MESA, Arizona — Michael Phelps is making a comeback after nearly two years out of competitive swimming pool for the simplest of reasons: He missed the sport that has been his entire life.
The 22-time Olympic medalist tried golf and high-stakes poker in a quest to satisfy his competitive drives. He found nothing compared with pulling on a suit and diving in.
“Looking at a black line for hours on end, I don’t know what made me do it,” he said Wednesday, “but I’m having fun.”
Having shed the weight he piled on since retiring after the 2012 London Olympics, Phelps will resume his career starting Thursday at the Arena Grand Prix. He will swim the 100-meter butterfly, an event in which he holds the world record. He dropped his plans to compete in the 100 freestyle the same day.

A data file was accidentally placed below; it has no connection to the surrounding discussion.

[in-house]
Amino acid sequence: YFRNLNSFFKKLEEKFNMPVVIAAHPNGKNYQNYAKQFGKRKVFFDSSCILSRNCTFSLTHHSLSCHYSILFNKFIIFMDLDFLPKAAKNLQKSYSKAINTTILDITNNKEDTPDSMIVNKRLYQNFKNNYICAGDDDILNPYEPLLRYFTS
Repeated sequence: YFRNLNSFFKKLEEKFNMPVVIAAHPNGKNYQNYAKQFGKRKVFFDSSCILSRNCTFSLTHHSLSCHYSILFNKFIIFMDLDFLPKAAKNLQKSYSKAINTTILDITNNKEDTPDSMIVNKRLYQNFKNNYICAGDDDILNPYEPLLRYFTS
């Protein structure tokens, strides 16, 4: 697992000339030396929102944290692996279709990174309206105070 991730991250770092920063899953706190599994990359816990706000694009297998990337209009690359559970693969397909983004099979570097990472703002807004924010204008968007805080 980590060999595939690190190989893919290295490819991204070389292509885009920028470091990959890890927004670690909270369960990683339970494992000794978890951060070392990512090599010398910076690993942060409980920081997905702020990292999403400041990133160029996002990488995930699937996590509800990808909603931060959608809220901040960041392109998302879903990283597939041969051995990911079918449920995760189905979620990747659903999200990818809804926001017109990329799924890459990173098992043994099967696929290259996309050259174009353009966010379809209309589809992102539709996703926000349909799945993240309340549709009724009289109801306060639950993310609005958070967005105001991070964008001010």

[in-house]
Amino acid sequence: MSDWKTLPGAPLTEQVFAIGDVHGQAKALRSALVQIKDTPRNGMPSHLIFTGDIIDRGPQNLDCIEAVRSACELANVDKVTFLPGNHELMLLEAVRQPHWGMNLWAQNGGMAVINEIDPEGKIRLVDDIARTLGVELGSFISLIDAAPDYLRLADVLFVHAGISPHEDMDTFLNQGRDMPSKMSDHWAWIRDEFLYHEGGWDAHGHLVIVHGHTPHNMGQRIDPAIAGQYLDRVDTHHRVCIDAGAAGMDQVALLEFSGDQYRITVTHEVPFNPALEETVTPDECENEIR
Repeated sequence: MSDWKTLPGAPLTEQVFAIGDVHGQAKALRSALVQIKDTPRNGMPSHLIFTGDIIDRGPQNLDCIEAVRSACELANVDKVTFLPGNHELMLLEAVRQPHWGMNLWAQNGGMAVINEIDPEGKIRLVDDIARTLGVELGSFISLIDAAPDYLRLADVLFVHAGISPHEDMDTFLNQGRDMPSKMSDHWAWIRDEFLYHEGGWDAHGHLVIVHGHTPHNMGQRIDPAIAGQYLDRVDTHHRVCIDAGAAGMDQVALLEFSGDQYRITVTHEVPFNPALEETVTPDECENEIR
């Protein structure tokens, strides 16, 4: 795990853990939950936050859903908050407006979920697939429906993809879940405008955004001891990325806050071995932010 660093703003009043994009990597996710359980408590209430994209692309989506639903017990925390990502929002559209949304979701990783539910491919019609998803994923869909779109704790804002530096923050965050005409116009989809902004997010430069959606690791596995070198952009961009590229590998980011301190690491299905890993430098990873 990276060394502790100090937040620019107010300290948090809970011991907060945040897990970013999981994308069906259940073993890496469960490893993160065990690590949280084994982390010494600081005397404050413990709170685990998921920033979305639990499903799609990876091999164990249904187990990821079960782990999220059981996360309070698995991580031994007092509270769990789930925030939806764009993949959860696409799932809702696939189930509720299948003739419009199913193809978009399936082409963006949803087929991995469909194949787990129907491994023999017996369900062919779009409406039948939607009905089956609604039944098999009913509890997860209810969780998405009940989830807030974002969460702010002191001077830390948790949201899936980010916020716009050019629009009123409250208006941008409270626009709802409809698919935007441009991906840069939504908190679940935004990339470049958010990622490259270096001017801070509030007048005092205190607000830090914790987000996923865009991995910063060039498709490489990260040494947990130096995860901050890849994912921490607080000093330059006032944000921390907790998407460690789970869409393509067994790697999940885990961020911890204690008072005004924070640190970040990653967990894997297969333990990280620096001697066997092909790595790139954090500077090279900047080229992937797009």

“I’m doing this because I want to,” he told a gaggle of reporters and TV cameras gathered under a tent behind the pool. “Nobody is forcing me to do this or that.”
Phelps insists he has few expectations beyond regaining his feel for racing, something he hasn’t done since ending his career with a gold medal in the 400 medley relay in London.
“Just being able to get back into that mentality of competition, that’s one thing I really loved the most about it when I was really competing in 2012 and throughout my career,” he said.
The intense pressure that accompanied Phelps every time he stepped on the deck during the height of his career has dissipated. He appeared relaxed, smiling and joking with longtime coach and friend Bob Bowman at his side.
“Going into 2012 it was hard, there were a lot of ups and downs, and it was very challenging at times to get motivated,” Phelps said.
Not this time.
Phelps resumed training last fall at North Baltimore Aquatic Club in his hometown, spurred on by a younger group of swimmers that includes Olympian Yannick Agnel of France. Phelps turns 29 in June.
“I really am the grandfather of the group, that’s the worst part about it,” he said.
Bowman and Phelps frequently clashed during his career, with Phelps rebelling against his coach’s hardnosed style.
“He’s much happier doing the training,” Bowman said. “When he first came back he was so out of shape.”